Where possible, data on reach of study participation advertisement, expressions of interests, recruitment, participation and drop-out for all participants.
Toolkit use /adoption
The PROWORK website has an in-built GOOGLE analytics system, that will provide metrics information such as number of visits to the site per day, behaviour of viewers once on the website (i.e., which pages they visited), where most of the traffic to the toolkit website came from, the percentage of returning participants, etc.
Trial feasibility and acceptability-related outcomes:
We will collect data on:
- Willingness of organisations to take part (baseline) and retention through follow-up with reach, uptake and completion as primary endpoints (>30% green for main trial to go ahead, 10-30% amber for main trial with adjustments; <10% red, no main trial).
- Proportion of workers on sick leave referred to pilot study (>50% green for main trial to go ahead, 30-50% amber; <30% red).
- Proportion of workers and line manager participating in both control and intervention groups (Worker: >50% green, 30-50% amber; <30% red).
- For intervention worker participants, short worker interviews will be conducted at each coaching session (at intervention start, 2 months and 3 months) to explore use of the toolkit.
- At 4 months (end of intervention), an interview will be conducted with both worker participants and line manager/RTW contacts to ask them about their engagement, usage and the effectiveness of the toolkit. Information regarding barriers and facilitators to implementation, functionality and interest in on-going usage will also be assessed
- At the end of 12-month study period, organisational stakeholder will be interviewed to explore their perceived benefits of the intervention (engagement, usage, functionality and the effectiveness of the toolkit), as well as barriers/facilitators to implementation, interest in on-going usage, and whether the intervention could form part of any workplace RTW policies.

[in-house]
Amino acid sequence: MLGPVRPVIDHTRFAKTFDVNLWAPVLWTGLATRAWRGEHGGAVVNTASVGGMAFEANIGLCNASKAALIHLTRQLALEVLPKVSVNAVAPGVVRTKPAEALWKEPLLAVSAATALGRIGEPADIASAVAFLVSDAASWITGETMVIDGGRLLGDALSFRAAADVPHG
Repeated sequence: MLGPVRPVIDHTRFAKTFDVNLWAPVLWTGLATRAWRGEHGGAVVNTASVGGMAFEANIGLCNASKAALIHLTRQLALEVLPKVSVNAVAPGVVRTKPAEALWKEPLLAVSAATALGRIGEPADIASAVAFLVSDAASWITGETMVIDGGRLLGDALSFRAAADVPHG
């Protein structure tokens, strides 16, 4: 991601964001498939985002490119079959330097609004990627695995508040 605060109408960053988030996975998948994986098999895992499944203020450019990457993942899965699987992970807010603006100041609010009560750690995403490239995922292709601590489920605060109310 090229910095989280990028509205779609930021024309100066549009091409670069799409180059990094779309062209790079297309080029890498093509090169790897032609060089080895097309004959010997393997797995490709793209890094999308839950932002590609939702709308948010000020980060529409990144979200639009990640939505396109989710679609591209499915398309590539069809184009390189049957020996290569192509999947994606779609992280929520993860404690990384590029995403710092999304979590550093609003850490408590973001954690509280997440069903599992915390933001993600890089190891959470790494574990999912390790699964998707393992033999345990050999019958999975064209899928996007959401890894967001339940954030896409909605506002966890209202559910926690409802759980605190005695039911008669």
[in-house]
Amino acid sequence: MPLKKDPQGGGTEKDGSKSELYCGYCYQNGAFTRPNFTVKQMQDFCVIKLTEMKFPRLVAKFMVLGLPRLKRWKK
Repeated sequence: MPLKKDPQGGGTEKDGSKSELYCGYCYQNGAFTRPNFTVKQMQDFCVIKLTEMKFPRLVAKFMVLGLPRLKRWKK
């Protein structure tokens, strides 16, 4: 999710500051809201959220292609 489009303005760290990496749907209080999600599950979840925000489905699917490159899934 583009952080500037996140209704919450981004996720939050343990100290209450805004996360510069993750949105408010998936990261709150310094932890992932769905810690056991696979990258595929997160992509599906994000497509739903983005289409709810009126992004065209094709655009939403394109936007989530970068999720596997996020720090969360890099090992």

- Costs associated with toolkit website build and delivery, training delivery, coaching sessions and other associated costs will be collected.
Trial research-related outcomes
Primary worker measures (at baseline, 2 months, and 4 months)
The primary research outcome of the intervention will be assessed monthly after randomisation at the worksite level using 1.1 ratio approach. For the primary research outcome, we will contact (text message) the workers from the control and intervention group on monthly basis and will ask them to report if they are still on sick leave or if they are planning to RTW. For those who have returned to work, we will ask them for the date of their first day back at work (and whether it is a partial or full return). The RTW date will also be collected from the organisational records. Secondary outcome measures of the intervention will be assessed at 3 timepoints (within 2 weeks of consenting, at 2 months and at 4 months).
Number of days of sick leave will be recorded from the employer and from the worker (self-report). Self-report data will be collected at baseline at 2 months and at 4 months (from control and intervention participants) using an online survey. Participants will be asked the following questions: a) Are you still on sick leave? If yes, do you have an RTW date? If not on sick leave, when did you go back to work? b) How many hours are you currently working? c) Is this the same as before your sick leave? Those who have returned to work will be asked to report their first day back at work (and whether it is a partial or full return). The last data collected will be at 4 months post randomisation.